In NEMESIS-2, the yearly incidence of self-reported visual hallucinations was highest (0.33%), followed by haptic hallucinations (0.31%), auditory hallucinations (0.26%) and olfactory hallucinations (0.23%). Rates in NEMESIS-1 were similar (respectively: 0.35%, 0.26%, 0.23%, 0.22%). The incidence of clinician-confirmed hallucinations was approximately 60% of the self-reported rate. The persistence rate of incident hallucinations was around 20–30%, increasing to 40–50% for prevalent hallucinations. Incident hallucinations in one modality were very strongly associated with occurrence in another modality (median OR = 59) and all modalities were strongly associated with delusional ideation (median OR = 21). Modalities were approximately equally strongly associated with the presence of any mental disorder (median OR = 4), functioning, indicators of help-seeking and established environmental risk factors for psychotic disorder.
Hallucinations across different modalities are a clinically relevant feature of non-psychotic disorders and need to be studied in relation to each other and in relation to delusional ideation, as all appear to have a common underlying mechanism.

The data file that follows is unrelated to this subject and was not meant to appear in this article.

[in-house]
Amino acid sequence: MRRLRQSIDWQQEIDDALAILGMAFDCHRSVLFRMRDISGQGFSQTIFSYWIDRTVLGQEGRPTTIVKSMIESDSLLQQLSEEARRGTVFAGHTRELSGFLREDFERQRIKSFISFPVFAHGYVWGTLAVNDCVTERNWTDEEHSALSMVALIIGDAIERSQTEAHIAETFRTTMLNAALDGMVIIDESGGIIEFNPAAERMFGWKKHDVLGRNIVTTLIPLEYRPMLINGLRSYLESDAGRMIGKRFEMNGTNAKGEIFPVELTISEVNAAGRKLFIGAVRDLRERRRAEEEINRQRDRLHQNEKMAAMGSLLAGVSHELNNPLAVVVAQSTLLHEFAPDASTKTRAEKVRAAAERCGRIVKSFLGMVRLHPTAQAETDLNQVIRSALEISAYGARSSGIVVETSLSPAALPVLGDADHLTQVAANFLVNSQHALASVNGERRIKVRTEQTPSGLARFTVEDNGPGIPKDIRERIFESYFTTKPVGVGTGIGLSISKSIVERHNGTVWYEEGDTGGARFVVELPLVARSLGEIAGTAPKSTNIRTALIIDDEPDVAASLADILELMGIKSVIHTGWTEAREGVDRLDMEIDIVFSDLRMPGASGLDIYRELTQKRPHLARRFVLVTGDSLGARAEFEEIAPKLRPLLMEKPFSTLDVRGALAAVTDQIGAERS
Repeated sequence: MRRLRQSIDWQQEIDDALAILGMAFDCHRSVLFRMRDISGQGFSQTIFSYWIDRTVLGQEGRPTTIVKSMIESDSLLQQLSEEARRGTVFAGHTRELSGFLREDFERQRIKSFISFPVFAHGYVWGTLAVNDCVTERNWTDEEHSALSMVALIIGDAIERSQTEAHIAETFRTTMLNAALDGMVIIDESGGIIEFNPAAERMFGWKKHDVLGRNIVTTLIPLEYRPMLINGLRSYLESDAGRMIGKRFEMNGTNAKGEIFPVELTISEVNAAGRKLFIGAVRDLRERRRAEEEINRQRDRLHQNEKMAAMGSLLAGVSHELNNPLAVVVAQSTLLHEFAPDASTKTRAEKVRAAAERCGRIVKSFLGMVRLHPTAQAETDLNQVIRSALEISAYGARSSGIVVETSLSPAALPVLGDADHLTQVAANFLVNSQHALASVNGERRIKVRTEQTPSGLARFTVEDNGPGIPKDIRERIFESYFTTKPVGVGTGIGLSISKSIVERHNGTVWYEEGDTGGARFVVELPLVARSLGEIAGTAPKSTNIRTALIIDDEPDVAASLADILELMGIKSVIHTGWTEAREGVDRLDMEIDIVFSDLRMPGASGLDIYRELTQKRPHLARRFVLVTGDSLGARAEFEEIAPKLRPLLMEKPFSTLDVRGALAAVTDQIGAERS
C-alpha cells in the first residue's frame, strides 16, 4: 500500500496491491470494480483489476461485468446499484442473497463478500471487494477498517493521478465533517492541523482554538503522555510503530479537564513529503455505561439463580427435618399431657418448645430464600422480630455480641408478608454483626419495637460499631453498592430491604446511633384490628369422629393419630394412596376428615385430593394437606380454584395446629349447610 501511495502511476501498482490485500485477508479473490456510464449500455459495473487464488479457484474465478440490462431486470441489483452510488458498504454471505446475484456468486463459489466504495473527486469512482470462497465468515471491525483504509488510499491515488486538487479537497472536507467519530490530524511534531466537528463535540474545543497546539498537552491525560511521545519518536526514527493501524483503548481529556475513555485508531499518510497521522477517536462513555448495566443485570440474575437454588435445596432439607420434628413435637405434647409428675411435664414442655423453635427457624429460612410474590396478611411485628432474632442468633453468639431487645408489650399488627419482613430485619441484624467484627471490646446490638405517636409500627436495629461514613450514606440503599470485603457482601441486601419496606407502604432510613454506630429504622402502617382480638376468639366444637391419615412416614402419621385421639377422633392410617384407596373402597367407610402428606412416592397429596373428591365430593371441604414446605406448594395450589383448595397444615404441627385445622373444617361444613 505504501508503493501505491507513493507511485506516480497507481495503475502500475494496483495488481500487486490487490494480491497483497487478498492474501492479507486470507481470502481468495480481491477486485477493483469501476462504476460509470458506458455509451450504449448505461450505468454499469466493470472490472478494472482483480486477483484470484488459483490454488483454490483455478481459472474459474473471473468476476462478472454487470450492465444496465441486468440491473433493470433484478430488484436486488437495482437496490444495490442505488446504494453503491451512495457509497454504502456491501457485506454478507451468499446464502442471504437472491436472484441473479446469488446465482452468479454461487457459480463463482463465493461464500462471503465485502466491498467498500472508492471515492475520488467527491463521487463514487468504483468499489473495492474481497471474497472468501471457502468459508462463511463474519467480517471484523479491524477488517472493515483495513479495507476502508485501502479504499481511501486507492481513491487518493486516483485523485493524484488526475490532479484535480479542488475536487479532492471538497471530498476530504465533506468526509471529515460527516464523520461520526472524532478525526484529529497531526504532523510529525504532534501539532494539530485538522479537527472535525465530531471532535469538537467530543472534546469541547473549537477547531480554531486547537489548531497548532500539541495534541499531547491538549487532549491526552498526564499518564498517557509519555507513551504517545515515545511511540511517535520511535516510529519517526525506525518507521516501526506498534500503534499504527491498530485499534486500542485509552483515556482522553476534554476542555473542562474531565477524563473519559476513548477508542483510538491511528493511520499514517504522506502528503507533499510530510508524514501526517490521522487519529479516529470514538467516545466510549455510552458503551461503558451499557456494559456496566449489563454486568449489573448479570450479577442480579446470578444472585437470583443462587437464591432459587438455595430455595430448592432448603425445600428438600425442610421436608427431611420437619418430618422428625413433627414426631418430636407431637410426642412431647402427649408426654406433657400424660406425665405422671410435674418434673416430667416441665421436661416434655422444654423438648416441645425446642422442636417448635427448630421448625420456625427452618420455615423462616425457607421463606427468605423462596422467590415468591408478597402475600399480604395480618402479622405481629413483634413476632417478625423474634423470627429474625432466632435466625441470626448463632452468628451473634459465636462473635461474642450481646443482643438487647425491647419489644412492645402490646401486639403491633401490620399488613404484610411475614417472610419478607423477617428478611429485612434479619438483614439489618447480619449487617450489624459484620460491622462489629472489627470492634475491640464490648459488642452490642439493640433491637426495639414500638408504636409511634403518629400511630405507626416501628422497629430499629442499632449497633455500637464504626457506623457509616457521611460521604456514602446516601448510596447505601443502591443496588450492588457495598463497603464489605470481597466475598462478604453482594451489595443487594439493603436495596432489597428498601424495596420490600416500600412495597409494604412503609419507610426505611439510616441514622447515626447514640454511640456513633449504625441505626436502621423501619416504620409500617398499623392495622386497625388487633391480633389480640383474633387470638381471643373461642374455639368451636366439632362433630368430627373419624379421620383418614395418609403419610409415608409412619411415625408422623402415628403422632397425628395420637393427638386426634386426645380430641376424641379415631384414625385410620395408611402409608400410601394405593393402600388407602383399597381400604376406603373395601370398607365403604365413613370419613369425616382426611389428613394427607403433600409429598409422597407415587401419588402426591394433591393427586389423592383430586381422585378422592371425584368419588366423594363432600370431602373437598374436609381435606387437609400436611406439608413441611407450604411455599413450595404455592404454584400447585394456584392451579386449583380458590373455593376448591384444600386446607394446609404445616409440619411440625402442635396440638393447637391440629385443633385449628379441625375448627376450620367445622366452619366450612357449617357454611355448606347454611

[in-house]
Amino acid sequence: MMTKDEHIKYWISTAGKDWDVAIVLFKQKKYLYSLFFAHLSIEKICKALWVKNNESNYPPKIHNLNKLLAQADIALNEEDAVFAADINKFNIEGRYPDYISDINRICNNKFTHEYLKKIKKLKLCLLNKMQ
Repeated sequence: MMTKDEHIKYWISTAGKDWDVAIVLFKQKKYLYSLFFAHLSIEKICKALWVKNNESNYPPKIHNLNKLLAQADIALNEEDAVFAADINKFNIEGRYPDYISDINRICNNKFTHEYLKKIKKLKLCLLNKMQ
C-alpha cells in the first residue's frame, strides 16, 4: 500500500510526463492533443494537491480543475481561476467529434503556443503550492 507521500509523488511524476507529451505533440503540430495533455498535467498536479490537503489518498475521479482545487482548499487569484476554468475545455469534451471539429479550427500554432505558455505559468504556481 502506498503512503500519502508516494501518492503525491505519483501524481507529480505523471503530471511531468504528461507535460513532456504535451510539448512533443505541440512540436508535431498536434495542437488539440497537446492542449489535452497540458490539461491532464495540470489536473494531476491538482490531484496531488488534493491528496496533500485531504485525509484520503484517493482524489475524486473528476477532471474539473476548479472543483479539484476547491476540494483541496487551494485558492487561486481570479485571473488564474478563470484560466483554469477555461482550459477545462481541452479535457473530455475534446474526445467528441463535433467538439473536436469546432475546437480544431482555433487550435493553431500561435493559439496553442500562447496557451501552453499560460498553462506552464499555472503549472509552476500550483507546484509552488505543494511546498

To estimate the overall annual incidence and age group distribution of eating disorders in a representative sample of adolescent female residents of Navarra, Spain.
We studied a representative sample of 2734 adolescent Navarran females between 13 and 22 years of age who were free of any eating disorder at the start of our study. Eighteen months into the study, we visited the established centers and the eating attitudes test (EAT-40) and eating disorder inventory (EDI) Questionnaires were administered to the entire study population. We obtained a final response of 92%. All adolescents whose EAT score was over 21 points and a randomized sample of those who scored 21 or below, were interviewed. Any person meeting the DSM-IV diagnostic criteria for Anorexia Nervosa (AN), Bulimia Nervosa (BN) or eating disorder not otherwise specified (EDNOS) was considered a case.